Children living in the first London borough to introduce a “Mini Holland” cycling scheme will live longer as a result of reduced pollution levels, experts claimed today.
Researchers at King’s College London predicted five-year-olds in Waltham Forest would each live on average for an extra six weeks. They were born in 2013, when the bike scheme was introduced in Walthamstow.
The borough’s 265,000 residents would benefit, gaining a total of 41,000 years of extra life if air quality continues to improve because of a fall in traffic in residential areas, the study said.
Further rises in life expectancy are expected when a second King’s study looks at the rise in “active travel”, such as walking and cycling. The environmental research group at King’s said Mini Holland could reduce school-run emissions by seven per cent by 2020, when the programme is completed.
Despite the boost the scheme is predicted to give to children’s health, those born in 2013 would still be expected to die six to 10 months earlier than the national average, due to remaining levels of toxic air.
Separate research found that the number of households in Waltham Forest exposed to illegal levels of nitrogen dioxide (NO2) fell from 58,000 a decade ago to 6,300 last year.
By 2020, the changes should result in NO2 exposure being cut by 15 to 25 per cent, and by six to 13 per cent for particulates (tiny particles).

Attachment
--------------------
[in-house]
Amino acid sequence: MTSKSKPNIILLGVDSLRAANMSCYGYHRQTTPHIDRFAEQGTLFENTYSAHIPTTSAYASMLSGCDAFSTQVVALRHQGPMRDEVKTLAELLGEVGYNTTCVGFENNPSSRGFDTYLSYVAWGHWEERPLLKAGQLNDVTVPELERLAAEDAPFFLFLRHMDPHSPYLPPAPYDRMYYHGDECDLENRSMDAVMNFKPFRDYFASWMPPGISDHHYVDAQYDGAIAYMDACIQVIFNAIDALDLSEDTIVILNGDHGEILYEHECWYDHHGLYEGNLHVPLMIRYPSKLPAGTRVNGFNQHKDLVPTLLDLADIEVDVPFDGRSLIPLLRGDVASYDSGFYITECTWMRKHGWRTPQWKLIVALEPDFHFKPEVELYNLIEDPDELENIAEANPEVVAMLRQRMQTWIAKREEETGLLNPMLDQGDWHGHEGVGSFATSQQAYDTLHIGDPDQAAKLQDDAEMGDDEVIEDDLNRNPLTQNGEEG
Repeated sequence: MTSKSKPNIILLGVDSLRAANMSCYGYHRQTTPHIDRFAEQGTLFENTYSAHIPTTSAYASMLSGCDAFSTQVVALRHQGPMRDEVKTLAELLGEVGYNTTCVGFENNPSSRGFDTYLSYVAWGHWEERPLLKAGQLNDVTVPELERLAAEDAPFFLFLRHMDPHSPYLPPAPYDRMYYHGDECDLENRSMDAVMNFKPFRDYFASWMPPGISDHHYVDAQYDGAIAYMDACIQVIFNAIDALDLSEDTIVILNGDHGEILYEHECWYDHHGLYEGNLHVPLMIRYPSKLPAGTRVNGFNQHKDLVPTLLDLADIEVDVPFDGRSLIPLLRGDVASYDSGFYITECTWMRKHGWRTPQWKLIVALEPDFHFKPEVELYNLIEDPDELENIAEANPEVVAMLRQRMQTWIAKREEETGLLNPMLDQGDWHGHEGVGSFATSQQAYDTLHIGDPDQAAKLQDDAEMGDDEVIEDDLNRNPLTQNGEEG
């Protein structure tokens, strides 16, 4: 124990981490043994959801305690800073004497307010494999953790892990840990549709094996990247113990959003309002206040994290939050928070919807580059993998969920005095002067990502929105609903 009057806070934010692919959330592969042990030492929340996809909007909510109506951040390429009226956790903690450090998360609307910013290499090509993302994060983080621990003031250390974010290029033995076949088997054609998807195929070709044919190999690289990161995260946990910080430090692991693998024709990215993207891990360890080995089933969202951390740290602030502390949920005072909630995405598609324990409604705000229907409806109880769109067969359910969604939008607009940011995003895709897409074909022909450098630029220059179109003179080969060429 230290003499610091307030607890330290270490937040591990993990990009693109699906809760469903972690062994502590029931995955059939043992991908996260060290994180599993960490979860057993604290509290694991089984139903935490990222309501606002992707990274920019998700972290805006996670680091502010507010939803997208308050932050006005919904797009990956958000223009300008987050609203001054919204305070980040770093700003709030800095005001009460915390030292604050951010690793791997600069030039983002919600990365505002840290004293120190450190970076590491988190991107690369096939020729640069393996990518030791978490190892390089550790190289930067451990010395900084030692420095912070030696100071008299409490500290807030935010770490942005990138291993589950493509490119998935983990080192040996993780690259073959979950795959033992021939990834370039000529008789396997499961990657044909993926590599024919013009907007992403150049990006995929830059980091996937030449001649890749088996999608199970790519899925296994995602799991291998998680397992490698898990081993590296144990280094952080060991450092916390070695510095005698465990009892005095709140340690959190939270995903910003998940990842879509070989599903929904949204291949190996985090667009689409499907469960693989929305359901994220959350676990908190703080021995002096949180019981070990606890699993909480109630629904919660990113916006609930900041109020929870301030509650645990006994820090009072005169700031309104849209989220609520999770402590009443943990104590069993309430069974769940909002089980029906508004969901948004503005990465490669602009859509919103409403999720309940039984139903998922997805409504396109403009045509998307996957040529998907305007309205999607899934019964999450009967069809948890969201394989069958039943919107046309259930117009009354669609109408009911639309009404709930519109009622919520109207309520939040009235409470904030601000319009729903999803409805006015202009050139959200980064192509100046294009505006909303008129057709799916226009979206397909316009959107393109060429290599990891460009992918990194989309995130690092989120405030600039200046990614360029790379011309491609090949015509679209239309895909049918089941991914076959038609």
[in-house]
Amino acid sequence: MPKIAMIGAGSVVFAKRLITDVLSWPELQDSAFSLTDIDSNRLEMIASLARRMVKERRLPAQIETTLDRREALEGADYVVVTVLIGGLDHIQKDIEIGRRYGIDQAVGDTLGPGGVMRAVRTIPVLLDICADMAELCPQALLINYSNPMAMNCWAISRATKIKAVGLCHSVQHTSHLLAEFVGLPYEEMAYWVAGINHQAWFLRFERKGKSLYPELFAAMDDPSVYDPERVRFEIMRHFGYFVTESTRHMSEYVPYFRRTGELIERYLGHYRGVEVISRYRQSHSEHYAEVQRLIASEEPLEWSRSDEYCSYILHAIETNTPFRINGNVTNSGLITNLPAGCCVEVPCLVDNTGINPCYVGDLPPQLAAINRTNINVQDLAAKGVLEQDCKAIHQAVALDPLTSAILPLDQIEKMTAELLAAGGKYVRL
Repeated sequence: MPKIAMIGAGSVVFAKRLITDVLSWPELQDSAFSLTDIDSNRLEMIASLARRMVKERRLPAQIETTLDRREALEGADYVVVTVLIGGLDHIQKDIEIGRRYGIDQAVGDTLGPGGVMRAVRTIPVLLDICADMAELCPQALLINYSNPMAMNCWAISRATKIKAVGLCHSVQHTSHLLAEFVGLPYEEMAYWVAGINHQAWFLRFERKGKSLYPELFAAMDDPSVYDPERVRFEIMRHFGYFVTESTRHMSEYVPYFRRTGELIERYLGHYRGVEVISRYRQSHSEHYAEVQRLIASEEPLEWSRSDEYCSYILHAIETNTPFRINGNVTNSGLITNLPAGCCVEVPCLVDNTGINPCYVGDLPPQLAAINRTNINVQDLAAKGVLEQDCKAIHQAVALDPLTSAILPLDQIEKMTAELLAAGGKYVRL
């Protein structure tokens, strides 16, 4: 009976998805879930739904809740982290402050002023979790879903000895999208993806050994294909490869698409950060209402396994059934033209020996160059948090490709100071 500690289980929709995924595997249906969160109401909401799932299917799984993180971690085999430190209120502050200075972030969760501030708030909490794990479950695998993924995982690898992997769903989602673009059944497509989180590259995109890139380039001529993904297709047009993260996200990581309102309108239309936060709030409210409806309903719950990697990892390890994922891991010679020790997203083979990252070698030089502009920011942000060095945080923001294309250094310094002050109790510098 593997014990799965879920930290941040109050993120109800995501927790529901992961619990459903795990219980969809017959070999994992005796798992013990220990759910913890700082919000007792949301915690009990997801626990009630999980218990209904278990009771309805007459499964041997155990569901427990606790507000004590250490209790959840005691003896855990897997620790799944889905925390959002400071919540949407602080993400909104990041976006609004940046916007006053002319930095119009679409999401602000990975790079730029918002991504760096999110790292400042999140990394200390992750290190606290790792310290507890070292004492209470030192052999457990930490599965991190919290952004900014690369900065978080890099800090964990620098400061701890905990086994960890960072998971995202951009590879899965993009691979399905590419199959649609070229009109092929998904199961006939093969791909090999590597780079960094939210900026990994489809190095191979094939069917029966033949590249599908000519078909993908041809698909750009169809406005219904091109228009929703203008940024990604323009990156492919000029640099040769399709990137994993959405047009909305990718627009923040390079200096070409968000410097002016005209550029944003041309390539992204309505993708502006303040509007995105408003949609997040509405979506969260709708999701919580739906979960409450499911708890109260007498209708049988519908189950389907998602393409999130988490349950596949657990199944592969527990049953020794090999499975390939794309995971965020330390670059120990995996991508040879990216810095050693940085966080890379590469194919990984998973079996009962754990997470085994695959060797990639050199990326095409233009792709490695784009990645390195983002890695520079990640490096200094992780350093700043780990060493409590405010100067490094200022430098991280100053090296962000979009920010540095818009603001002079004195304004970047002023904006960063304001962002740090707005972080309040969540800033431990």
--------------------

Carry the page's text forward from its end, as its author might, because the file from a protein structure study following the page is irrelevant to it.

King’s researcher David Dajnak said: “Waltham Forest’s interventions such as the Mini Holland scheme and additional infrastructure aimed at reducing the dominance of traffic are leading the way for healthier, less-polluted cities.”
The council shared a £100 million fund with Enfield and Kingston to create schemes. Dozens of streets in Walthamstow and Leyton were part- closed to stop rat-running, and 20 mph speed limits were introduced, as well as cycle lanes, 104 improved pedestrian crossings and 15 mini parks.
More than 660 trees have been planted. The study supports work by Dr Rachel Aldred, of Westminster university, who found people walked and cycled more. Clyde Loakes, the deputy leader of Waltham Forest council, said: “The pain we have been through to get real and significant behaviour change and infrastructure change to deliver healthier and more active lifestyles has not been easy.
“This scientific evidence is testament to some of the political decisions we made and some very progressive highways engineering.”
Heidi Alexander, Sadiq Khan’s deputy mayor for transport, said: “Waltham Forest is leading the way in creating healthier streets and we want more boroughs to follow their example.”